Session 1.15

Hi Michael,
We had a discussion about this back in September last year. <a href="http://forums.signumuniversity.org/index.php?threads/pasage-of-time.84/">Pasage of Time</a>
I think in the end the hosts thought that the frame story can deal with that issue the best. http://silmfilm.mythgard.org/session-1-4/
You may want to listen to the beginning of that session to hear in detail. I think that we can use a range of interesting methods to depict this.
Thanks. Somehow I missed that one, it was back when most of use were 2-3 episodes behind the discussion boards. I'll try to find time to listen to it soon.
 

Phillip Menzies

Moderator
Staff member
Phillip, I like what your outline does in the war, emphasizing the four elements of earth, wind, water, and fire. But I would put them in this order based on power and drama: wind-earth-fire-water.
Haven't fleshed out details, but what I'm thinking is this:

Round 1: Wind - goes to the Valar. Melkor is scared, and counters with earth, building massive walls to block or deflect the wind.
Round 2: Earth - a draw. The Valar are able to manipulate Melkor's walls against him. Melkor senses the tables may be turning.
Round 3: Fire - goes to Melkor. Many on the Valar side are badly injured by some new form of fire. The Valar are on the brink of losing it.
Round 4: Water - goes to the Valar. The sea overwhelms the battle, healing the injured Valar and devastating Utomno. Melkor's fires are quenched.
At the end of round 4 Tulkas is able to subdue Melkor due to so much of his power going out in the Fire round, only to be bested by Ulmo's waters.

rationale:
1. It's Manwe's word that starts the war officially so it seems logical to have his winds go first.
2. It emphasizes and fleshes-out Melkor's eternal hatred of the sea.
3. The crashing of the waves will be what causes much of the land to sink, so it may as well be near the end of the battle.
Michael, at first when you mentioned the waves causing the land to sink I thought you were getting confused with the War of Wrath where Beleriand sinks. Then I remembered the hosts discussions very early in the Season talking about the War to Begin all Wars being a huge cataclysm and being the main reason why Manwe does not want to go to war, because of the ruin it will bring to Middle Earth. I think we are all generally talking in too small a scale. This war needs to be bigger than the War of Wrath, this is the War of Powers. I think you are right in that a huge part of Middle Earth needs to sink under the ocean. Our descriptions of the war have been confined to the region around Uttumno or assailing a fortress, but we need to think much bigger. In keeping with Tolkien trying to fit his world into the real world the region where Uttumno once stood in the very north of the world could become the Arctic Sea. Also what better way to portray Uttumno as being gone forever than to encase it in an icecap (although with global warming we may see it being revealed again).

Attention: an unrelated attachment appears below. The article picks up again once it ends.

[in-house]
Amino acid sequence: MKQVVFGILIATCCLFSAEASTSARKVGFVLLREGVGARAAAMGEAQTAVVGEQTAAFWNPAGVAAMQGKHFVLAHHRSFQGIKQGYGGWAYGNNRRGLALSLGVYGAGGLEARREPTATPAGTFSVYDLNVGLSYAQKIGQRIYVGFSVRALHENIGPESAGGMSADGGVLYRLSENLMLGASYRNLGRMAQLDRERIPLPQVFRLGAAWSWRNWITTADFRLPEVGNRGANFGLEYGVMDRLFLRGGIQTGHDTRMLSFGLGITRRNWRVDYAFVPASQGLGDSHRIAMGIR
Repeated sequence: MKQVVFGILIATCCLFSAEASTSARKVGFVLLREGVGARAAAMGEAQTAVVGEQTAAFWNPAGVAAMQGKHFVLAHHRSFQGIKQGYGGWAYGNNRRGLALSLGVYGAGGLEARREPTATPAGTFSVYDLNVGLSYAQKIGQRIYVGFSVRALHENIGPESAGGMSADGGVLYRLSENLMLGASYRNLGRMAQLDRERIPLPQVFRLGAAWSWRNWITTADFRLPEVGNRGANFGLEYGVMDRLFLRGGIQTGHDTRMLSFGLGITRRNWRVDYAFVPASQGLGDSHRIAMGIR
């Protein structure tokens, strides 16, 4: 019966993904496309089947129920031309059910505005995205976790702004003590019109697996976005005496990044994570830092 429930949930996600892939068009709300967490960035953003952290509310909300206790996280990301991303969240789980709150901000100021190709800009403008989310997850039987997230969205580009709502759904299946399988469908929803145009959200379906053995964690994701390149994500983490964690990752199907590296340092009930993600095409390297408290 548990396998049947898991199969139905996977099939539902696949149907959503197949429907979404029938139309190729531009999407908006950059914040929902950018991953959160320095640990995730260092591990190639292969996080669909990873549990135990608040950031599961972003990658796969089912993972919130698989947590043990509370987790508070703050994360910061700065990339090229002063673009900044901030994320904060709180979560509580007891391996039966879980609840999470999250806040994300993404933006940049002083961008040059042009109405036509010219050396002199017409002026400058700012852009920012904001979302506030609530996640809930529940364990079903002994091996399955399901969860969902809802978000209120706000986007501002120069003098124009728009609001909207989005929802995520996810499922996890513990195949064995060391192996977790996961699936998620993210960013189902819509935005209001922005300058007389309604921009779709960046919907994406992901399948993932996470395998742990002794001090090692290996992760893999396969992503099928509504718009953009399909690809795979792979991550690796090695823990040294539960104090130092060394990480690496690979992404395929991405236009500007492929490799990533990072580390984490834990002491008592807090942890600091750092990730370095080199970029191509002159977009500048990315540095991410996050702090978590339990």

Exactly.
PS says of this particular war that "all that region was much broken." The earth shook and groaned, the waters were moved, etc....."In that time the shape of Middle-earth was changed, and the Great Sea that sundered it from Aman grew wide and deep; and it broke in upon the coasts and made a deep gulf to the southward."
So when I say "wind," I mean continent-sized typhoon. This brings about the swift early victory for the Valar that Tolkien cites. For "earth" and "build walls," I mean whole mountain ranges. (Tolkien himself says Dorthonion and the mountains around Hithlum were raised at this time.) "Fire" means faults opening and great rivers and fountains of flame. (Gondolin appears to be the caldera of a massive extinct volcano). When I say water, I mean the entire coast is changed, cut into great bays and gulfs. (The Helcaraxe is formed, and the Bay of Balar was created at this time, and possibly the Sirion.) This is truly a continent-shifting event.
 
At this point, Aulë reveals his plan for taking down the gates/walls of Utumno. I don't know if he invents a battering ram or a catapult or just makes spikes of rock grow up and crush the structure, but....something.